Bringing Awareness to the Autism Spectrum Disorder
Autism spectrum disorder, better known as autism, describes the large range/spectrum of social skills, repetitive behaviors, nervous ticks, and nonverbal communication that affects every 1 in 59 children in American today (Austismspeaks). Since autism is a spectrum, everyone who is affected by it is unique with their own personal skills, along with personal weak points. Since autism is a disorder that comes around the ages of two and three in children, I believe educational systems like schools and daycares need to make more of an effort to implement programs such as applied behavior analysis, occupational therapy (ABA), and speech therapy in order to help kids with autism improve their skills at a young age to improve their chances of a more stable and independent adult life. I also believe there needs to be more awareness in general so future, and expecting, parents know the signs of autism and what they can do to improve their child’s’ skills. Because autism is undetectable in the womb, it is very important after the first signs of it appear to begin these said therapies instead of waiting for a formal diagnosis.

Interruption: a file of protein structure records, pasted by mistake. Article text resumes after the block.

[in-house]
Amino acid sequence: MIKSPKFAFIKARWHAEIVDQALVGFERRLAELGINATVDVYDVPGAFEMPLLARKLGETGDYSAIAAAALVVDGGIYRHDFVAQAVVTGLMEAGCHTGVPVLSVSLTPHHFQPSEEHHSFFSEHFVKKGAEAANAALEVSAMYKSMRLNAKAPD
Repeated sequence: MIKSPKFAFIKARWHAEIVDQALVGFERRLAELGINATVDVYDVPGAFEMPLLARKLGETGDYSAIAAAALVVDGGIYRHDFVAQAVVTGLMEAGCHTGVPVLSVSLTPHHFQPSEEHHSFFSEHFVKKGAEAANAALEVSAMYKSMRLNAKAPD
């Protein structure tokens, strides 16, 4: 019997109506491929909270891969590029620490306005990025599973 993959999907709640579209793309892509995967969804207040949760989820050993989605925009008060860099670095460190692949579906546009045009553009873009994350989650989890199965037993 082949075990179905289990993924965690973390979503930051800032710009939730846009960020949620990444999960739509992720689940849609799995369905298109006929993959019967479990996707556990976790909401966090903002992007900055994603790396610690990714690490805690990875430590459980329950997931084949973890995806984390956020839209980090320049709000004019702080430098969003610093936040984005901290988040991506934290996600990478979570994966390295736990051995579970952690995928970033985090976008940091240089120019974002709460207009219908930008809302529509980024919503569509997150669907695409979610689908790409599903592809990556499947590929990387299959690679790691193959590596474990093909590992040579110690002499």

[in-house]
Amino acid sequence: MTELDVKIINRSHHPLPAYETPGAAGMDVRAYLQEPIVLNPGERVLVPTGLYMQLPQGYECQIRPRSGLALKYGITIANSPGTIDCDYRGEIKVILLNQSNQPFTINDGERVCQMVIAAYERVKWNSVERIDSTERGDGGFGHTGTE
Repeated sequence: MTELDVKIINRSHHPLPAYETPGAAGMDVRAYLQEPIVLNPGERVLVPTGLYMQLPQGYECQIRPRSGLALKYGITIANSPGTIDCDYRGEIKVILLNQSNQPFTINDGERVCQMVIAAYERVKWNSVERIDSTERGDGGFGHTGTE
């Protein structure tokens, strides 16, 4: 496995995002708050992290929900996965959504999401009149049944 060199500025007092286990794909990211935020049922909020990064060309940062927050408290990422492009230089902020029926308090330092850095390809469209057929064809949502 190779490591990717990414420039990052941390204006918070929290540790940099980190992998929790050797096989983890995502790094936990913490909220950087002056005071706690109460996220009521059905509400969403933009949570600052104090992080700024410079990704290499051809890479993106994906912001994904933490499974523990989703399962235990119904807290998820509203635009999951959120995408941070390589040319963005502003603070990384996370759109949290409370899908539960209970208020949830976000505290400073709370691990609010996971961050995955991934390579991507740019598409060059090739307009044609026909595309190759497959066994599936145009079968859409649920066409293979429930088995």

In my experience with autism, my younger brother started showing signs of undeveloped speech by the age of 3. However, even though my parents knew something may have been wrong, there was not nearly enough awareness being spread about the disorder to let them know the things they could have done earlier on to help his situation and improve his chances of being able to develop his skills. I believe this is a moral issue because we are not only failing to inform the public about the disorder itself and things people can do earlier on to better a child’s chances of developing skills, but it is also endangering our future because more and more children are being diagnosed and, with no awareness, information, or help from educational environments, parents suffer and most of all, the children who are diagnosed suffer. There needs to be more awareness spread because without it, parents do not know how to detect autism within their child and, even more morally unjust, children suffer because they feel different and may not have the social or verbal skills to express how they feel. The American Academy of Pediatrics states that as soon as a parent feels as if their child is showing signs of autism they should put them into therapy such as ABA and speech therapy (WebMD). If more schools and daycares implemented these types of resources for children, their futures would be brighter and more independent. In Stephen Bickham’s, Future Generations and Contemporary Ethical theory, it is stated that some people may think the present should have no obligation to support the future, yet it is unethical to think this way because it is one of the humans’ ethical responsibilities. In Rawls’ A Theory of Justice, he makes the argument that it is our moral obligation, or as he puts it, justice, to ensure the economic, and most importantly in this case, intellectual and educational “capital” for the future generation. I think these two ethical standpoints help the argument of supporting advocacy and more help provided by educational systems for children with autism since they argue it’s our duty to help the younger generations, which is what we would be doing if more advocacy and therapy was provided. I agree with both Bickham and Rawls in terms of it being the present generations’ duty to ensure the education of our future, however, there are some ethical standpoints that could argue for the opposing side. Since more children are not affected by autism than ones who are, using the ideals of utilitarianism, one may argue that the funds needed to implement ABA, speech therapy, occupational therapy, etc. into educational systems would affect the greater good, which goes directly against the idea of self-sacrifice. However, I believe it is unfair for children with autism to sacrifice having an easier life through therapy just because it would affect the population as a whole. Another counter-argument that should be addressed on the moral and ethical standpoint of autism awareness is that, with utilitarianism, the future generation is not yet in existence, so should the present population really be worried about their greater good or even be included in the idea of utilitarianism? (Bickham).